It's been a weird few months to say the least. As we all grapple with this new reality that the pandemic has brought with it, I've come to a few realizations that I wasn't fully aware of before.
1) Tiny houses are even more versatile than I thought - When I first built my own tiny house for my daughter and I, it was slated as a weekend getaway. I fulfilled that role swimmingly and it was always fun to head up here to the Catskills on the weekends and spend some time in nature. I could never have imagined that the tiny house would serve a more important role than just a place to spend a few days at. Due to the pandemic and because my other 'home' is right outside of NYC, I have been spending all my time up here at the tiny house.
2) Living in a tiny house is not a hardship (I suspected as much, but now it's been confirmed) - Since I've been in the tiny house more non-stop for the last few months, I can now definitively state that living in a tiny house is not terribly hard to do. That said, there are a number of things that are very different from my 2 bedroom condo in NJ. Changing the sheets in a loft bedroom is really hard to do and a core workout. Sometimes the lack of space gets a bit frustrating since you wind up shuffling some items back and forth between spots so that you can work, clean the dishes, etc. All in all though it's been fine. You get your routine. You realize that you don't have the luxury to just leave the pour over coffee maker out all day on the kitchen counter. That sort of thing. On the positive side, being in nature and yet comfortably cocooned in a small house is very soothing and good for my mental well being. It's hard to be stressed out when you are surrounded by nothing but trees and critters. When I go back to NJ/NYC, I feel way more stressed and you sense a certain tension in the air that just simply is missing up here in the Catskill region of NY.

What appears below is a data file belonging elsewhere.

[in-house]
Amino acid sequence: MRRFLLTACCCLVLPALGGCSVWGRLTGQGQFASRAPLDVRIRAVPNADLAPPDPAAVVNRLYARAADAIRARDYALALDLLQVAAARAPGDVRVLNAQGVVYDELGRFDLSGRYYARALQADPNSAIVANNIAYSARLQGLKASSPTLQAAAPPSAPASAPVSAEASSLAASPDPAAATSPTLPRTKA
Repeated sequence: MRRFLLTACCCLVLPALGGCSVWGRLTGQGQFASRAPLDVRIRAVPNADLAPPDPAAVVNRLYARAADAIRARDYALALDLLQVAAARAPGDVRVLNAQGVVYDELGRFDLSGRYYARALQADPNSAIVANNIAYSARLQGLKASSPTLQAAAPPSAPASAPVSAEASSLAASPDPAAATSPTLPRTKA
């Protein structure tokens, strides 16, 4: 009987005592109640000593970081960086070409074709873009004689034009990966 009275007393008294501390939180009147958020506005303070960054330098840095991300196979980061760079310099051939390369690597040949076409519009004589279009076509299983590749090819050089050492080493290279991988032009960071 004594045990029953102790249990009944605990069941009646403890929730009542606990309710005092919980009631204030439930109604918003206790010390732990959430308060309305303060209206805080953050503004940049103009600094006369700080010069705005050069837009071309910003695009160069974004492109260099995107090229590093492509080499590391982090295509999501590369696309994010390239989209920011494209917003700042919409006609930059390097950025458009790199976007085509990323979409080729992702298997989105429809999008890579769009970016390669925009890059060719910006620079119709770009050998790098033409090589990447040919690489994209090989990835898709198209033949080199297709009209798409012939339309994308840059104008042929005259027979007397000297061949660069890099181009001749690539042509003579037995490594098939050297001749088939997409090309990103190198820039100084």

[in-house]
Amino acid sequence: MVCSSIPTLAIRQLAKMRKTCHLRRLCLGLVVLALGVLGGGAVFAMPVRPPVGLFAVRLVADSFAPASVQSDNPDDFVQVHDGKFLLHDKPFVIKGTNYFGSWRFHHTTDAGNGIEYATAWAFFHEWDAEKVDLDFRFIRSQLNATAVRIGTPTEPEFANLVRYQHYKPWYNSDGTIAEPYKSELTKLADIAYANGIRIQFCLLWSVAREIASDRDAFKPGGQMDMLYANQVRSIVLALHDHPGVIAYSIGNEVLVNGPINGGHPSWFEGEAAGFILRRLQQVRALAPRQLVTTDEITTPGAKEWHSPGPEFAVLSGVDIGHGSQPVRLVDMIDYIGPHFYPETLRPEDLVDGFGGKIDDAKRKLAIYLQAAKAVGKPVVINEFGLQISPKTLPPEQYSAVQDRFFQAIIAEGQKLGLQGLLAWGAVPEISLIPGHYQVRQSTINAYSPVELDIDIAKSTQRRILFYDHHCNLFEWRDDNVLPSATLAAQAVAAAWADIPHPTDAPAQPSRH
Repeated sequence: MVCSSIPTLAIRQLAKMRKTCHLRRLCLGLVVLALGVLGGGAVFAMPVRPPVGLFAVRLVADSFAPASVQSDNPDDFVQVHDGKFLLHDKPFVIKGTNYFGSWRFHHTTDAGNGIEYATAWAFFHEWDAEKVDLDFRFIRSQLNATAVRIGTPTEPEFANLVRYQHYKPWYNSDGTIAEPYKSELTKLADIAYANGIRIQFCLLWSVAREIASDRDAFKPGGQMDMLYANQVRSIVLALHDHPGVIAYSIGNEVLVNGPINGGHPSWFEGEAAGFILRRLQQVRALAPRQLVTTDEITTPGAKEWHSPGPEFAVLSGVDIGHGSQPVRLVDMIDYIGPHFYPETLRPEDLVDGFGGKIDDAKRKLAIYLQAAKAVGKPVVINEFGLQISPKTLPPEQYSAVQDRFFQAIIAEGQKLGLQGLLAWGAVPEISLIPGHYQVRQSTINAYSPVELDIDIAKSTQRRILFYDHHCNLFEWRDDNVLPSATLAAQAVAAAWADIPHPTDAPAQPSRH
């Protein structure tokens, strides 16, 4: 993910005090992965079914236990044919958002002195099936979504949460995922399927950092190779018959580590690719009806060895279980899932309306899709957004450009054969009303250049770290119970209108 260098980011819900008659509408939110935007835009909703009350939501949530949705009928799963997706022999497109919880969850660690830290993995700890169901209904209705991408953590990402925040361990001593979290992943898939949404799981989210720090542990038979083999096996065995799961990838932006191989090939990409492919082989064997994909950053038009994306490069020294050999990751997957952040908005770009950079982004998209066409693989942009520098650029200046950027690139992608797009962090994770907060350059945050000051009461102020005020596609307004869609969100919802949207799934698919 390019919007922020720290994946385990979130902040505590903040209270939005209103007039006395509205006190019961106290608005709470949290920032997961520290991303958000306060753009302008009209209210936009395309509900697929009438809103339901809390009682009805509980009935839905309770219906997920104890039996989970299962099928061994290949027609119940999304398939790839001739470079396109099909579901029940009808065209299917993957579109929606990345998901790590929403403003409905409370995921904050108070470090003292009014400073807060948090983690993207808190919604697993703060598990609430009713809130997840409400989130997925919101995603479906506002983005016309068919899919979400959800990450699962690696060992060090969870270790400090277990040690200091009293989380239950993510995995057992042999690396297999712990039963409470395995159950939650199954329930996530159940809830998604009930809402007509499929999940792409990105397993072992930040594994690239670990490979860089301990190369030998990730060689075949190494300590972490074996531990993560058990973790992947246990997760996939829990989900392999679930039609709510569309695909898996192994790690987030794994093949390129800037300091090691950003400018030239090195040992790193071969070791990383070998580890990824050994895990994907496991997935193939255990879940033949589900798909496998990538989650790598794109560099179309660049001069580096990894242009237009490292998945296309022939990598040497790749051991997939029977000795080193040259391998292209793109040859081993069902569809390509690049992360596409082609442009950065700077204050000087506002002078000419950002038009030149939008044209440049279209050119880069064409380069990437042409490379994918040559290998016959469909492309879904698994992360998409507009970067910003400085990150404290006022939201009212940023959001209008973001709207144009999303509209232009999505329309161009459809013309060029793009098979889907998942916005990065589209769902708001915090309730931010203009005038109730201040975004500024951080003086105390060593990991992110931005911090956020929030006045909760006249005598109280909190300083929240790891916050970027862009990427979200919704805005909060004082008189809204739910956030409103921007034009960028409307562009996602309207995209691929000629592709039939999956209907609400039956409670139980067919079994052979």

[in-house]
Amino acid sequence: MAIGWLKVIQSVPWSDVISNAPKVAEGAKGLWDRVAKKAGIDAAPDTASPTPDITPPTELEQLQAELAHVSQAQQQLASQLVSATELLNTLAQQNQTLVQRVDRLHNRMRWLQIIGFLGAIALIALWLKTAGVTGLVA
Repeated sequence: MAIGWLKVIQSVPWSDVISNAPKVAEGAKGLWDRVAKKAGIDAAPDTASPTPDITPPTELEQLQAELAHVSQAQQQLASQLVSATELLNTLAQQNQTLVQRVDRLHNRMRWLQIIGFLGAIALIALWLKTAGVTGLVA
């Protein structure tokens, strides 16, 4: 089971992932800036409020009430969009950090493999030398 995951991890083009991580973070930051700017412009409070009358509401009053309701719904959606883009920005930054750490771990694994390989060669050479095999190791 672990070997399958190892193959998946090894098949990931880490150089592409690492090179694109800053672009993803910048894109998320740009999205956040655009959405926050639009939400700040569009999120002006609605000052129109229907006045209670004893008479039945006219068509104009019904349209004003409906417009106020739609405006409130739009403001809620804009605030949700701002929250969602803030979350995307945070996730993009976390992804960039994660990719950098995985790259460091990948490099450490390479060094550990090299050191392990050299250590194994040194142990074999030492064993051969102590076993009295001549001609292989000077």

Conclusion - Covid 19 sucks. What really sucks though is that many people don't have any options regarding where they are. In that sense my tiny house is really a tiny luxury at this point in time. I'm grateful and humble to have it and it's been a wonderful place to spend a time during this pandemic. I'm not a rich man, but a tiny house as a primary or even secondary residence is not that lofty an ambition.
It's also nice to be able to now say with some authority that I can/could live in a tiny house full time since that's exactly what I've been doing. I can finally check that box and not feel like a tiny house community imposter anymore due to my previous 'part time only' tiny house living arrangement.
Stay safe. Stay healthy.
I get asked a lot about where and how people can see what I build. Since I generally build purely to customer specifications and demand, it's hard to know what I have on hand at any given time. I definitely do not keep an 'inventory'...that would be nice. Thankfully I now have a better response to this issue. One of my customers has started renting out the tiny house I built for them. It's located in the Catskills region of upstate NY. It's the best way to see what I build up close and see if it works for you.
This build is the Oculus model and is the full off-grid version. It's located on a lovely quiet multi acre patch of wooded land and blends in nicely to its stunning surroundings.
Check out the listing here: https://www.airbnb.com/rooms/37811251